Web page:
Escalating tensions bring the ethical quandaries of dealing with Pyongyang to the fore
After a year of nuclear threats, fiery brinksmanship, and retaliatory sanctions, the global aid sector is at a crossroads with North Korea.
There’s a question mark hovering over the immediate future of aid delivery as food assistance – once a symbolic thread of engagement with North Korea – has become wrapped up in red tape and is starting to weigh heavily on weary donors.
The bluster and belligerence between Washington and Pyongyang hide a humanitarian conundrum that must be solved
It has been a blisteringly hot summer for North Korea on two fronts. The world has watched it successfully test its intercontinental ballistic missile technology and its first hydrogen bomb, drawing widespread condemnation from the international community. But at the same time – and with far less fanfare – the country has endured one of its driest summers to date.
31 March 2017
The long winter is ending in North Korea, and another season of bombast is about to begin.
From April to September, a series of holidays will almost inevitably be accompanied by bellicose statements – rhetoric likely to heighten tensions and make donors extra-jittery about funding humanitarian programmes that a great many North Koreans depend upon for their survival.
By Jared Ferrie
Massive flooding in North Korea has killed at least 138 people and washed out roads, making it impossible for relief workers to reach thousands of victims. In addition to physical barriers to delivering aid, the crisis highlights the difficulties agencies face in a country subject to authoritarian rule, as well as international sanctions.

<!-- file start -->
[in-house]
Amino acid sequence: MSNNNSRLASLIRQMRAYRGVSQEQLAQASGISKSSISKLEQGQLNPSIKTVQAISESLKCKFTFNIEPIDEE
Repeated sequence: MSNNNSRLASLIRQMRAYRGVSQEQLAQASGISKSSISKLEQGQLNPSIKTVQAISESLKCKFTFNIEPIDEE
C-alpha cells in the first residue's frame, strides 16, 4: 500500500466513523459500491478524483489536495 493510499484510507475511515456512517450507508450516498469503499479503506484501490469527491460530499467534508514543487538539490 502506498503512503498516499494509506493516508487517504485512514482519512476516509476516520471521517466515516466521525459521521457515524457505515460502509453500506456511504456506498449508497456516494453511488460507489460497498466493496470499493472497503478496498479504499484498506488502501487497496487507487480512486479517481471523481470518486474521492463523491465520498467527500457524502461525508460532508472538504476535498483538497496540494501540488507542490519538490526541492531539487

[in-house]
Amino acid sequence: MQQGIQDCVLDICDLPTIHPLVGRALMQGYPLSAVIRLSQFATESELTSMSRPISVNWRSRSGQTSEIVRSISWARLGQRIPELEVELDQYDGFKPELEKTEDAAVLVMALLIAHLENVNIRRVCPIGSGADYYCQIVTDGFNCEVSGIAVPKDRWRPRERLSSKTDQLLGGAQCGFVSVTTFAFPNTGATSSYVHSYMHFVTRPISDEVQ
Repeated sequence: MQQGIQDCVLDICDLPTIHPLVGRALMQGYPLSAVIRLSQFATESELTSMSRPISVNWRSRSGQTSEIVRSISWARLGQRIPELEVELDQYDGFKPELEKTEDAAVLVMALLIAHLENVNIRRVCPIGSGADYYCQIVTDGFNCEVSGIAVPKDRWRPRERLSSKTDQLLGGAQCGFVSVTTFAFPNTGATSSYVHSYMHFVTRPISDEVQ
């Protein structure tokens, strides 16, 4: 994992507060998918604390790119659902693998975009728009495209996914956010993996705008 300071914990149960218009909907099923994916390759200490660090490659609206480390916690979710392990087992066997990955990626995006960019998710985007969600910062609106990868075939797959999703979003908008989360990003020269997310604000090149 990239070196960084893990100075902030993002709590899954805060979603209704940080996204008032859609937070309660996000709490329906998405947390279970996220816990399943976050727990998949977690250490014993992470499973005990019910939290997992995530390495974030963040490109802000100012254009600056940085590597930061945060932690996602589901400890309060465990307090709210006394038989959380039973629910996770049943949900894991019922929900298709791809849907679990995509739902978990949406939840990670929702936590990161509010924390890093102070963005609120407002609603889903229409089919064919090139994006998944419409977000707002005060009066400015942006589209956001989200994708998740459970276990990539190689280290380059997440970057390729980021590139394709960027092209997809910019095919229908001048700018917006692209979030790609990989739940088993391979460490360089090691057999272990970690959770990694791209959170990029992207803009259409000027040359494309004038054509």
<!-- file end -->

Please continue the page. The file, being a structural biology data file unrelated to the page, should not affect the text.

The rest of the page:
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YANGON, 13 August 2015 (IRIN) - Health, nutrition and sanitation conditions have deteriorated for citizens of the Democratic People’s Republic of Korea (DPRK) due to “a long period of abnormally dry weather,” according to the UN’s emergency aid coordination body OCHA. In a report released Wednesday, OCHA warned that a continued lack of rainfall will have a severe impact on the autumn harvest – and on the country’s people, many of whom already experience chronic hunger.
CHIANG SAEN, 9 August 2011 (IRIN) - Thailand is fast becoming a transit country for North Koreans fleeing severe food shortages and poverty, authorities say.
Thousands now make their way along the more than 5,000km, often-dangerous route, through China and Laos to the kingdom en route to South Korea.
Since 2004, when just 46 North Korean asylum seekers were reported by Thailand's Immigration Bureau, the numbers have jumped to nearly 2,500 in 2010.
[This report does not necessarily reflect the views of the United Nations]
JOHANNESBURG, 9 February2007 (IRIN) - The United Nations Food and Agriculture Organisation (FAO) has suggested major reforms in the way food aid is managed and distributed in its annual report.
"In many cases, food aid is used because it is the only available resource, not because it is the best solution to the problem at hand.